North Downs Way Sign Lost Wayfind Hannah Stock

Government Changes Policy on Rights of Way: The Deadline is Back

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Having previously announced that the 2026 deadline for registering historic rights of way would be removed, the Department for Environment and Rural Affairs (DEFRA) has taken an about turn and decided that there will be a deadline – in 2031.

By way of explanation, DEFRA has said:

  • The government will retain the cut-off date for registering historic rights of way, reflecting the original intention of the Countryside and Rights of Way Act 2000 (CROW). This will provide certainty for users, landowners and local authorities, as well as promote responsible access, protect nature and support people who work and live in the countryside.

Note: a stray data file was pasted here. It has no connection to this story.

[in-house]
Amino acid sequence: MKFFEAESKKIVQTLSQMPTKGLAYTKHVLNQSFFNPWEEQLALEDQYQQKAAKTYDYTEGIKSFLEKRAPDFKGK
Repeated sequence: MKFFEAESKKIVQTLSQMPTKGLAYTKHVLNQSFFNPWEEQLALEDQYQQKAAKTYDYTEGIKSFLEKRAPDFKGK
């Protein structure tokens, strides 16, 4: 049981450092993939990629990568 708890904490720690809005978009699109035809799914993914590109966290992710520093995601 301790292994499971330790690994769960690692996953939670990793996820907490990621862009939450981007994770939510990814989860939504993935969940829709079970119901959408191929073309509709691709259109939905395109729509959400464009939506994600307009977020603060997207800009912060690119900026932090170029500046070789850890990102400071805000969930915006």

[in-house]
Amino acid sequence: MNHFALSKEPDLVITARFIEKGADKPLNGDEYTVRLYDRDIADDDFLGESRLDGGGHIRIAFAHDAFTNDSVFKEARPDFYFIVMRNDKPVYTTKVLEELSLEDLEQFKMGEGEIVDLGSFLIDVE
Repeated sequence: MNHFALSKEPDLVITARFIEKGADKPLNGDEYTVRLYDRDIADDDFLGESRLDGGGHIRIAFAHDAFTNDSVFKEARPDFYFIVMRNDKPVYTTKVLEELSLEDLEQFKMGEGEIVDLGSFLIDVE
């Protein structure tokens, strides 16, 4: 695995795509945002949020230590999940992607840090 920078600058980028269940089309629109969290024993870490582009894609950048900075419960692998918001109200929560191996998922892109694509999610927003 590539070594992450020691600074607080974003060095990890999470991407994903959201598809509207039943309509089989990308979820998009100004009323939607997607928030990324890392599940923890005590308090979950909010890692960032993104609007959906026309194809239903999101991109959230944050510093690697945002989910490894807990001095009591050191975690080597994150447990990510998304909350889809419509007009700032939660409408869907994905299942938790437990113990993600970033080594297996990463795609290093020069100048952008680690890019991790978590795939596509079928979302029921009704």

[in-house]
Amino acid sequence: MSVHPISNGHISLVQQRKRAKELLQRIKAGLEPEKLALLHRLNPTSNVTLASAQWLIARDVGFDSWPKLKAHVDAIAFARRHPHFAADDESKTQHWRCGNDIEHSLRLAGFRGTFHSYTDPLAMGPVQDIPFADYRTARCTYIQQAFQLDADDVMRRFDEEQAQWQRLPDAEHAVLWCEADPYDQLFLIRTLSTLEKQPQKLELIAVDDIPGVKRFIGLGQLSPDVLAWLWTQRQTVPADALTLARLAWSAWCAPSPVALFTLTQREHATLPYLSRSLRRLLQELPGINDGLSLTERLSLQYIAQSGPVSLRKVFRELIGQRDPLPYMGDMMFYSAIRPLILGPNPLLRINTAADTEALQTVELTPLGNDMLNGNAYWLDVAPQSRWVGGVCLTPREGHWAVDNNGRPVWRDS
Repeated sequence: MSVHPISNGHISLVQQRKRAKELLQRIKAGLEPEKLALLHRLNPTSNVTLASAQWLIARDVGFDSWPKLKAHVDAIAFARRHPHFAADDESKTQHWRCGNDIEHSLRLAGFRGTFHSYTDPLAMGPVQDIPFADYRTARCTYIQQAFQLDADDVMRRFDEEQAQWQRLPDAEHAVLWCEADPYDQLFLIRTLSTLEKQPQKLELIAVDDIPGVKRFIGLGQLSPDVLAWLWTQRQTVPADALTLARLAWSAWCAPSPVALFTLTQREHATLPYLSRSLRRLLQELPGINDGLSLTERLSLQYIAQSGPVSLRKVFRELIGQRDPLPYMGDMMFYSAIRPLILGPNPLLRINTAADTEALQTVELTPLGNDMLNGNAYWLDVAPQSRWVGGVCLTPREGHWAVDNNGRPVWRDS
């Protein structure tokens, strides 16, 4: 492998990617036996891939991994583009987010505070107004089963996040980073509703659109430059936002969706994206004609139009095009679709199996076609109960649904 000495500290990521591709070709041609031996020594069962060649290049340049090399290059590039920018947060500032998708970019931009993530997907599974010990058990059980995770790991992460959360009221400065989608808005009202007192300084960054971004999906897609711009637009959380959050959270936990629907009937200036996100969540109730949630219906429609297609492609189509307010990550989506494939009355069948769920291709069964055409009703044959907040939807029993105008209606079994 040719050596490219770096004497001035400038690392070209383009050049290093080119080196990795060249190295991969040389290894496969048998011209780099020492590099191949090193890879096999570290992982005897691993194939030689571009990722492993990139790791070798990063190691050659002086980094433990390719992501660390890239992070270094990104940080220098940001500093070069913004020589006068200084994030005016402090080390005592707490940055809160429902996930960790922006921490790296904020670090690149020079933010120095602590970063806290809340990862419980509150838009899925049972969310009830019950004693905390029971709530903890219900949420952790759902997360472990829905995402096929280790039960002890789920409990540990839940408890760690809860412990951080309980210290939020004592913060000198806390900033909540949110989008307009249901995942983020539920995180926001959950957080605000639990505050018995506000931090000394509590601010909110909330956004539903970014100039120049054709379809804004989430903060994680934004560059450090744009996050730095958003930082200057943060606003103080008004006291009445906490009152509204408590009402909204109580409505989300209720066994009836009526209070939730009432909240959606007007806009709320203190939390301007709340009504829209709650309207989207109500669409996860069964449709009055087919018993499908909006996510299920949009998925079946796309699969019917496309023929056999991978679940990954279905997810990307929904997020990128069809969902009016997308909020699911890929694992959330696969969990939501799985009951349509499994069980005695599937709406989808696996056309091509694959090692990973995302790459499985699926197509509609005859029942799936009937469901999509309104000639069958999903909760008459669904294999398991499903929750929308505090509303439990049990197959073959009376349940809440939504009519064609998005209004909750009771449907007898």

• Given delays caused by Covid-19, the Secretary of State has decided to use existing powers in CROW to extend this deadline by five years from 1 January 2026 to 1 January 2031.
  • Reforms to how historic rights of way are recorded will improve processes for all parties and improve access to nature. These reforms will streamline processes for recording rights of way with landowners, local authorities and users benefitting from a faster, more cost effective, less confrontational and less bureaucratic process.
  • Through rights of way reform, local authorities will have powers to reject weakly evidenced applications, ignore irrelevant objections and agree appropriate modifications directly with landowners. Local authorities will also have powers to correct obvious administrative errors on the definitive map via a significantly shortened process.

This seems somewhat disingenuous – there were lengthy delays on rights of way applications long before Covid. An extra five years isn’t going to change that. As yet, it’s unclear what the proposed reforms to processing rights of way applications are, but we’ll definitely be keeping an eye on this. A shortened process would surely be welcome – if it’s not stacked against the public’s attempts to secure access.